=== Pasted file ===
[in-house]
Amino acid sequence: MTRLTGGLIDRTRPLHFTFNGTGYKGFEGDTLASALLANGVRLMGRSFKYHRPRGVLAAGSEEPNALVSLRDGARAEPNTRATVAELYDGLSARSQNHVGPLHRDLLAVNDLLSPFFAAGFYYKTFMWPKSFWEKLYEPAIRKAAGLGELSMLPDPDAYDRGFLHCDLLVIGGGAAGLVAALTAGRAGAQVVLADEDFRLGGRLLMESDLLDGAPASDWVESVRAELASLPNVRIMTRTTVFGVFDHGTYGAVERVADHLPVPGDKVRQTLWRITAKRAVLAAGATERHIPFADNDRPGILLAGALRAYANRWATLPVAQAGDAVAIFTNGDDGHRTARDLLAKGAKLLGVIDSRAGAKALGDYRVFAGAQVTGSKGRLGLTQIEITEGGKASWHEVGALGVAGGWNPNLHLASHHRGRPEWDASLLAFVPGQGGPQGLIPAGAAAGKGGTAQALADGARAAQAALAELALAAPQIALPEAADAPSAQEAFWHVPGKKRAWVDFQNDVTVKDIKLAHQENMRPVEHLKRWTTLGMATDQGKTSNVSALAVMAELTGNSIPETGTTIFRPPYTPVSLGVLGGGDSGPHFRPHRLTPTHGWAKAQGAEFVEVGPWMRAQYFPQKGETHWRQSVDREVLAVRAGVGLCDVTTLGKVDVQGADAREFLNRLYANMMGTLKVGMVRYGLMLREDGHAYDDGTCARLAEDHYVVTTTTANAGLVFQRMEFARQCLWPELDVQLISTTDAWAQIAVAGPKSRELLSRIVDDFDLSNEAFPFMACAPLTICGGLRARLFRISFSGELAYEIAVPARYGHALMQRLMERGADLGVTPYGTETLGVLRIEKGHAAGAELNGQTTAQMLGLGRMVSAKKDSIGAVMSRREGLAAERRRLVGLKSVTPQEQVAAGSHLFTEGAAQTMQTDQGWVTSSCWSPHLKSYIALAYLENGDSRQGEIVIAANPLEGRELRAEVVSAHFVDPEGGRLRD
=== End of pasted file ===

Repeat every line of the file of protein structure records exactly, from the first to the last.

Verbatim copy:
[in-house]
Amino acid sequence: MTRLTGGLIDRTRPLHFTFNGTGYKGFEGDTLASALLANGVRLMGRSFKYHRPRGVLAAGSEEPNALVSLRDGARAEPNTRATVAELYDGLSARSQNHVGPLHRDLLAVNDLLSPFFAAGFYYKTFMWPKSFWEKLYEPAIRKAAGLGELSMLPDPDAYDRGFLHCDLLVIGGGAAGLVAALTAGRAGAQVVLADEDFRLGGRLLMESDLLDGAPASDWVESVRAELASLPNVRIMTRTTVFGVFDHGTYGAVERVADHLPVPGDKVRQTLWRITAKRAVLAAGATERHIPFADNDRPGILLAGALRAYANRWATLPVAQAGDAVAIFTNGDDGHRTARDLLAKGAKLLGVIDSRAGAKALGDYRVFAGAQVTGSKGRLGLTQIEITEGGKASWHEVGALGVAGGWNPNLHLASHHRGRPEWDASLLAFVPGQGGPQGLIPAGAAAGKGGTAQALADGARAAQAALAELALAAPQIALPEAADAPSAQEAFWHVPGKKRAWVDFQNDVTVKDIKLAHQENMRPVEHLKRWTTLGMATDQGKTSNVSALAVMAELTGNSIPETGTTIFRPPYTPVSLGVLGGGDSGPHFRPHRLTPTHGWAKAQGAEFVEVGPWMRAQYFPQKGETHWRQSVDREVLAVRAGVGLCDVTTLGKVDVQGADAREFLNRLYANMMGTLKVGMVRYGLMLREDGHAYDDGTCARLAEDHYVVTTTTANAGLVFQRMEFARQCLWPELDVQLISTTDAWAQIAVAGPKSRELLSRIVDDFDLSNEAFPFMACAPLTICGGLRARLFRISFSGELAYEIAVPARYGHALMQRLMERGADLGVTPYGTETLGVLRIEKGHAAGAELNGQTTAQMLGLGRMVSAKKDSIGAVMSRREGLAAERRRLVGLKSVTPQEQVAAGSHLFTEGAAQTMQTDQGWVTSSCWSPHLKSYIALAYLENGDSRQGEIVIAANPLEGRELRAEVVSAHFVDPEGGRLRD